And A Bottle of Rum

Stretched across the road was the body of a policeman.

On the way home one evening in the Romney Marsh, Bookseller Theodore Terhune and friend Julia are caught in heavy coastal fog.  A passing lorry provides some guidance on the narrow country roads, but the night ends with intentional mishap and a dead body.  It becomes clear that the constable’s death was not accidental, but what possessed Tom Kitchen to try to stop a lorry singlehandedly at 1am?  His widow is frightened; local farms vandalized; his home ransacked.  Suspicion centres around the Load of Hay, an ancient Dickensian pub full of unsavoury characters, and Terhune finds the clues may lay in the history of 18th century smuggling in the Romney Marsh.

The seventh in the Theodore Terhune series, first published in 1949.

£8.99

By Bruce Graeme  (pseudonym of Graham Montague Jeffries)

Introduction by J F Norris, vintage crime historian

First published in 1949 by Hutchinson & Co Ltd

Paperback
254pp
ISBN 9781899000388

eISBN 9781899000395

Available February 15, 2022


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Excerpt from Chapter 1

Terhune was soon grateful for the torch; even with its help he was not able to hurry. The fog, which was salty to the taste, had evidently rolled in from the sea; though it did not reduce visibility to nil itrestricted one’s vision to little more than a matter of yards: Julia was in for an unpleasant drive home, he reflected miserably.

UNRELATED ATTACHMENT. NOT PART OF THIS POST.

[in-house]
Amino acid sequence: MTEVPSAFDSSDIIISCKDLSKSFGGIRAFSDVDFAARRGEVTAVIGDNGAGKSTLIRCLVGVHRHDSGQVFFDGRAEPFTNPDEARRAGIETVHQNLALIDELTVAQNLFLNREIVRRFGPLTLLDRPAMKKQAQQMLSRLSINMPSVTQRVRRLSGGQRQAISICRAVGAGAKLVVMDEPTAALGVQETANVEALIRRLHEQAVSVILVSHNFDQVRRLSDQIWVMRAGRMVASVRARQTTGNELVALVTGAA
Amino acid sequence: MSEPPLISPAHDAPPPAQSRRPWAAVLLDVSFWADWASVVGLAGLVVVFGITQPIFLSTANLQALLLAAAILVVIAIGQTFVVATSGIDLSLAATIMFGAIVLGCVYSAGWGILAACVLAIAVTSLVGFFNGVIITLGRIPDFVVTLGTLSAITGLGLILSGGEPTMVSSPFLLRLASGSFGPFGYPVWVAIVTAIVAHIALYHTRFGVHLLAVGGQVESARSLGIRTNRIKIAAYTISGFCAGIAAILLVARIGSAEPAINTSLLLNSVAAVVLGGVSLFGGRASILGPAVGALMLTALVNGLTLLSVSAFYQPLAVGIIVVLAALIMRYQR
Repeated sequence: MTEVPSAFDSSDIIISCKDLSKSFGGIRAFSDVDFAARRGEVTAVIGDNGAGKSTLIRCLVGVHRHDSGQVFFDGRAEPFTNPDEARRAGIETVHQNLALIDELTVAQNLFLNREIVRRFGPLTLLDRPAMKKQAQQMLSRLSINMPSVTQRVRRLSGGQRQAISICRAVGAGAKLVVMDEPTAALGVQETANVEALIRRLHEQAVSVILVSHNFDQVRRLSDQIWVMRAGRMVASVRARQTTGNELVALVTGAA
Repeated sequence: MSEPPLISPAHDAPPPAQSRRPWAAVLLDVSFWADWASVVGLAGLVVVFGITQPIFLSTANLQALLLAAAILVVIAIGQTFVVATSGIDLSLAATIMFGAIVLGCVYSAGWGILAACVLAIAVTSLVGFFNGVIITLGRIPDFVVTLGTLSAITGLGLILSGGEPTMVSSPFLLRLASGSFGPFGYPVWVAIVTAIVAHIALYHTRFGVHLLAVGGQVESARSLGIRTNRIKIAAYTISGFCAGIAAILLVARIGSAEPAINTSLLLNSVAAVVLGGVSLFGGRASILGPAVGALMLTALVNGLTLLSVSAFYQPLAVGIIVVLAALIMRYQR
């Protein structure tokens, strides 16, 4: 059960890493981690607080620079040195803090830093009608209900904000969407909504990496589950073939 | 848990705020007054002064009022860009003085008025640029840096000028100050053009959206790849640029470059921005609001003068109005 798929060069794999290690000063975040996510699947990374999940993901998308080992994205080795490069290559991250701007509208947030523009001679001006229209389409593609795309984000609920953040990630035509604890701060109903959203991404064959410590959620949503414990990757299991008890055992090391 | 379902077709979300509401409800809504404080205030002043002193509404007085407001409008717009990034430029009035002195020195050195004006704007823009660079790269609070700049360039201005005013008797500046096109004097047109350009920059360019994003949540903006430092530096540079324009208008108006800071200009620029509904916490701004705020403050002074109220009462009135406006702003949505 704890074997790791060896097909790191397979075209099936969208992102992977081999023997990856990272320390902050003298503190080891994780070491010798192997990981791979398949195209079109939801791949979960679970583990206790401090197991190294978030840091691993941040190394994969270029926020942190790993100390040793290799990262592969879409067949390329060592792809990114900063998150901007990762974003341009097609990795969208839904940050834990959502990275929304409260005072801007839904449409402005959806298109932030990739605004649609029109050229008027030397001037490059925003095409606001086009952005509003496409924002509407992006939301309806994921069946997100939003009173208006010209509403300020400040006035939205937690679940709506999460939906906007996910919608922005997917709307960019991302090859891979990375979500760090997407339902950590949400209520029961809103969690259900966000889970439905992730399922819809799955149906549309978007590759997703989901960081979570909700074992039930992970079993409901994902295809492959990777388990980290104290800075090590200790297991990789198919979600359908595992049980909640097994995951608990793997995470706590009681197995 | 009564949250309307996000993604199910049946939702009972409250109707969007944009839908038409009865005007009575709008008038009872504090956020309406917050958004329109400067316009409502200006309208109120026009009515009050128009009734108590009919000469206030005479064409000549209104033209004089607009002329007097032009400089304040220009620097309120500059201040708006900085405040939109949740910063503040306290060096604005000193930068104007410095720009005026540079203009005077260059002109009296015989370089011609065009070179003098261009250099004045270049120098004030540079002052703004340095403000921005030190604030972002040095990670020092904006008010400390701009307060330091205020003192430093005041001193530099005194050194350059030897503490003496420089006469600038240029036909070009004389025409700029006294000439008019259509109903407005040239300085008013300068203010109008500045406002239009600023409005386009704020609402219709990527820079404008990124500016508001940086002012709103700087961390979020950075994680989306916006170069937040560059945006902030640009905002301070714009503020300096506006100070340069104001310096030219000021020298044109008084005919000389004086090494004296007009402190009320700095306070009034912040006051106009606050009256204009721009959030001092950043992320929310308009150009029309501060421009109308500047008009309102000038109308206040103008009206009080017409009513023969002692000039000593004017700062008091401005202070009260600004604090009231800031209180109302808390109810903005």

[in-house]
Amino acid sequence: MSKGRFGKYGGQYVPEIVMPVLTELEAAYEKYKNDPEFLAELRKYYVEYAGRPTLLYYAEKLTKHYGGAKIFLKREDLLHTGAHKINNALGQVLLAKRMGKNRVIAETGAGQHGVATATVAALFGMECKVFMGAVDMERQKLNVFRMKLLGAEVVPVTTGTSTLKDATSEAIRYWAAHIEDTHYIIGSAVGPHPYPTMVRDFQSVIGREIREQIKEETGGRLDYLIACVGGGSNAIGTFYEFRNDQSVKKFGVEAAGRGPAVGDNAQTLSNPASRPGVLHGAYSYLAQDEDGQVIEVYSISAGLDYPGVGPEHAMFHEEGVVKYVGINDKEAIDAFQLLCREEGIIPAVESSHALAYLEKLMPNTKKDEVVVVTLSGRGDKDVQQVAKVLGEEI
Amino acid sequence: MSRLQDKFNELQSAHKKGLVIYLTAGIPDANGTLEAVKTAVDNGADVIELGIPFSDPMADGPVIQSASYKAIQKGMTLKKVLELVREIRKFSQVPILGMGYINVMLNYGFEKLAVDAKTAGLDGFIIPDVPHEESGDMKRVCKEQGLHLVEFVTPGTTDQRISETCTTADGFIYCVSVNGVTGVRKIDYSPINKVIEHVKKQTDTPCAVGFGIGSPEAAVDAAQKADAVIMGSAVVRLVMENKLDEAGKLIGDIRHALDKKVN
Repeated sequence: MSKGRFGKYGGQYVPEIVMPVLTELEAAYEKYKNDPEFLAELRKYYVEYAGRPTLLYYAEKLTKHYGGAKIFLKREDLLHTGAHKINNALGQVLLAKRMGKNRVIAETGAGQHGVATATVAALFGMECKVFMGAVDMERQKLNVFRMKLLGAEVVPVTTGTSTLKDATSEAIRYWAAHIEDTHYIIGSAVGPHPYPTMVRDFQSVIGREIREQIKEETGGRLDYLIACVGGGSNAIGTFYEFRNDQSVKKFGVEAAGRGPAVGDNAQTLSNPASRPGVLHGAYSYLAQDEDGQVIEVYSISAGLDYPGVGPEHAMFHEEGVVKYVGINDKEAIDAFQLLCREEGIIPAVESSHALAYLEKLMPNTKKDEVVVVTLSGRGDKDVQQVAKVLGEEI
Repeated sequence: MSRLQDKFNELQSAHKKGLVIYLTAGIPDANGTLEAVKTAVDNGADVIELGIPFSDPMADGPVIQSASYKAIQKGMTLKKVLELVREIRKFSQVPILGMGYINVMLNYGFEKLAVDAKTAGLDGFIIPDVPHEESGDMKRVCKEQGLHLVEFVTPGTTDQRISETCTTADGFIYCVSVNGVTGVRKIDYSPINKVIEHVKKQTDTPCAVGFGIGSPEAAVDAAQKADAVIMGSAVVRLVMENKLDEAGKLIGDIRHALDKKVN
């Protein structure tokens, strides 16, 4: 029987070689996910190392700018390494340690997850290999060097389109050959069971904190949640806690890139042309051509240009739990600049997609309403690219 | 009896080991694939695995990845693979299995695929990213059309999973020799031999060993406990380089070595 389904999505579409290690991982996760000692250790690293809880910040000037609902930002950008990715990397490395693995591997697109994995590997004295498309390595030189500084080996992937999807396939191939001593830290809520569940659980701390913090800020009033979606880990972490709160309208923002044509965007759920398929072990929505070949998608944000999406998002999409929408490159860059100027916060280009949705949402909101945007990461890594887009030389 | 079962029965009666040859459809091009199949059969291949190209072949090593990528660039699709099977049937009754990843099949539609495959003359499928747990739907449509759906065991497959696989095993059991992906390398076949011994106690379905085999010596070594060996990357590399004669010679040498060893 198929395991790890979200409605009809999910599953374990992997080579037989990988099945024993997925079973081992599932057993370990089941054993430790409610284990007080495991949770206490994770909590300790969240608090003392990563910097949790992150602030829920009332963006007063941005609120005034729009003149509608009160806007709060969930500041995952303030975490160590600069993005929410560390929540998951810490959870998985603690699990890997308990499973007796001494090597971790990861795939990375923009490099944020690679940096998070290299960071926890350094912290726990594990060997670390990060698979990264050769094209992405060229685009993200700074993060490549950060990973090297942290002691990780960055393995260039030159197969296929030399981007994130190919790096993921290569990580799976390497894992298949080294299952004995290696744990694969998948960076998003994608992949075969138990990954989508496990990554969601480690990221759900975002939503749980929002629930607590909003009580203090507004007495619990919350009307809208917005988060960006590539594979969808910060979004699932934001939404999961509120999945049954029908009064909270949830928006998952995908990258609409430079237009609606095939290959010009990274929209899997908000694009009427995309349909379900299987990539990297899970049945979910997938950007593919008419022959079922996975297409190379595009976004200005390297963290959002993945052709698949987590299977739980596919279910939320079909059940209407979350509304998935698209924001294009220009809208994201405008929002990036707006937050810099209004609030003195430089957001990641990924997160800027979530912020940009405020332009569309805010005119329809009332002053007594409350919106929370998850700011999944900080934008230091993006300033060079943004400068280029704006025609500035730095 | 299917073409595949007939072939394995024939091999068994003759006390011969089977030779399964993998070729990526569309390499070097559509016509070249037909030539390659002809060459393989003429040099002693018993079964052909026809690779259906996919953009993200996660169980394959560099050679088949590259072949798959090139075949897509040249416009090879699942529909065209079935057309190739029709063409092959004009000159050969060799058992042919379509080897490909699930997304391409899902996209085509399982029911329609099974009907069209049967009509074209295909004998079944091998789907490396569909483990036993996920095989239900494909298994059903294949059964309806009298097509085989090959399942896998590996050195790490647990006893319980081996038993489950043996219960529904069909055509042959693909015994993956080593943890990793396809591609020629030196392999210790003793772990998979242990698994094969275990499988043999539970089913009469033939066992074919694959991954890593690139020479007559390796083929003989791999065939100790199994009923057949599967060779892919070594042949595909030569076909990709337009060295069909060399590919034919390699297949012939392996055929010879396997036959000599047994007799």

It took him, he estimated, just about double the time to complete the journey to the road that he had taken to cover the same groundearlier on. But there were no reproaches from Julia as he approached the car; only a relieved laugh.

“Don’t tell me, my pet, let me guess. You forgot to look at your watch.”

“Right first time,” he gasped. “I’m terribly sorry, Julie. I should have had more sense—”

“I never look for sense from you once you get sunk in your old books,” she jested. Then her voice sharpened. “You are panting, Theo—”

“I’ve been hurrying. How is the fog?”

“Bad enough. It started coming in from the sea as I left Folkestone. It’s been steadily getting worse ever since.”

“Isn’t it too thick for driving? If so, I’ll walk ahead.”

“I’ll switch on the fog-light.” The light, low-slung, spread an orange carpet across the road for a short distance ahead of the car; with its help it was just possible to distinguish the edge of the grass verge.

“I’ll just be able to see,” she assured him. “As long as it doesn’t get worse. I’ll probably have to keep in middle gear. Coming, Theo?”

As he passed behind the car in order to take the near-side front seat beside her he heard the throb of a motor exhaust from the direction of Dymchurch.

“Don’t move for a few moments,” he warned, as he entered the car.

“Why not?”

“There’s something coming up behind us: it might be safer to let it get past before we start off.”

She laughed softly. “Good! I’ll let the other fellow do the work by following his tail-light.” She pressed the self-starter. At first the sound of the engine blotted out the noise of the car behind, but soon afterwards they heard it; simultaneously, they saw, through the rear window, the spreading white glow of approaching headlights.

“Here she comes,” he warned, as the glow rounded the corner.  The lights came, but as they approached the gates of Pennyfields the hum of the engine slackened.